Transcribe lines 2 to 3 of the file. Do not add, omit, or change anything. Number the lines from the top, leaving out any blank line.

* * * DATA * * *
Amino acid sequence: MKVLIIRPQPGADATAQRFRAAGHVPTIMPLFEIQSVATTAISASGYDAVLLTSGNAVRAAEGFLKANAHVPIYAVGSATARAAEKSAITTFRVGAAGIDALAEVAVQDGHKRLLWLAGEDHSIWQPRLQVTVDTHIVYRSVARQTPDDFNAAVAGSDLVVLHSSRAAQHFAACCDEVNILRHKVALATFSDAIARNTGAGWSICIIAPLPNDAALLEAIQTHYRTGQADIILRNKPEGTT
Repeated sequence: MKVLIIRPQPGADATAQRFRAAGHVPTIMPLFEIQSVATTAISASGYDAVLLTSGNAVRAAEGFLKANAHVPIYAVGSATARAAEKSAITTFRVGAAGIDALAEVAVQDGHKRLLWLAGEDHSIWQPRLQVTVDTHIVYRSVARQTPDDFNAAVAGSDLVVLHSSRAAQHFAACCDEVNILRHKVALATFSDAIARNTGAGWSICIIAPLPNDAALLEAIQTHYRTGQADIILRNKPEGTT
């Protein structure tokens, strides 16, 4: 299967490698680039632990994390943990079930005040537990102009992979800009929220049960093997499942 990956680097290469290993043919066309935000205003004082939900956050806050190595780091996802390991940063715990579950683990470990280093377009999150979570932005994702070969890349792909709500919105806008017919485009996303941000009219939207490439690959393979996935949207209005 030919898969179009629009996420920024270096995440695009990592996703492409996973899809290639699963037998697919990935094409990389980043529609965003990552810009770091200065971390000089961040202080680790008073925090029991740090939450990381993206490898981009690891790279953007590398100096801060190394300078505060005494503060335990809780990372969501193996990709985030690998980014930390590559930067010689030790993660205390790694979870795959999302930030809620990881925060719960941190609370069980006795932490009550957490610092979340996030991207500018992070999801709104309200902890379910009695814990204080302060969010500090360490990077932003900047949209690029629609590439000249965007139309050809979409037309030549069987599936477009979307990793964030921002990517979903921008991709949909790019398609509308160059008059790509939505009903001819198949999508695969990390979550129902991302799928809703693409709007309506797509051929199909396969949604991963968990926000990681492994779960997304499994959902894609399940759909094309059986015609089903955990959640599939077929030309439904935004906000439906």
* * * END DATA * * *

Repeated sequence: MKVLIIRPQPGADATAQRFRAAGHVPTIMPLFEIQSVATTAISASGYDAVLLTSGNAVRAAEGFLKANAHVPIYAVGSATARAAEKSAITTFRVGAAGIDALAEVAVQDGHKRLLWLAGEDHSIWQPRLQVTVDTHIVYRSVARQTPDDFNAAVAGSDLVVLHSSRAAQHFAACCDEVNILRHKVALATFSDAIARNTGAGWSICIIAPLPNDAALLEAIQTHYRTGQADIILRNKPEGTT
């Protein structure tokens, strides 16, 4: 299967490698680039632990994390943990079930005040537990102009992979800009929220049960093997499942 990956680097290469290993043919066309935000205003004082939900956050806050190595780091996802390991940063715990579950683990470990280093377009999150979570932005994702070969890349792909709500919105806008017919485009996303941000009219939207490439690959393979996935949207209005 030919898969179009629009996420920024270096995440695009990592996703492409996973899809290639699963037998697919990935094409990389980043529609965003990552810009770091200065971390000089961040202080680790008073925090029991740090939450990381993206490898981009690891790279953007590398100096801060190394300078505060005494503060335990809780990372969501193996990709985030690998980014930390590559930067010689030790993660205390790694979870795959999302930030809620990881925060719960941190609370069980006795932490009550957490610092979340996030991207500018992070999801709104309200902890379910009695814990204080302060969010500090360490990077932003900047949209690029629609590439000249965007139309050809979409037309030549069987599936477009979307990793964030921002990517979903921008991709949909790019398609509308160059008059790509939505009903001819198949999508695969990390979550129902991302799928809703693409709007309506797509051929199909396969949604991963968990926000990681492994779960997304499994959902894609399940759909094309059986015609089903955990959640599939077929030309439904935004906000439906």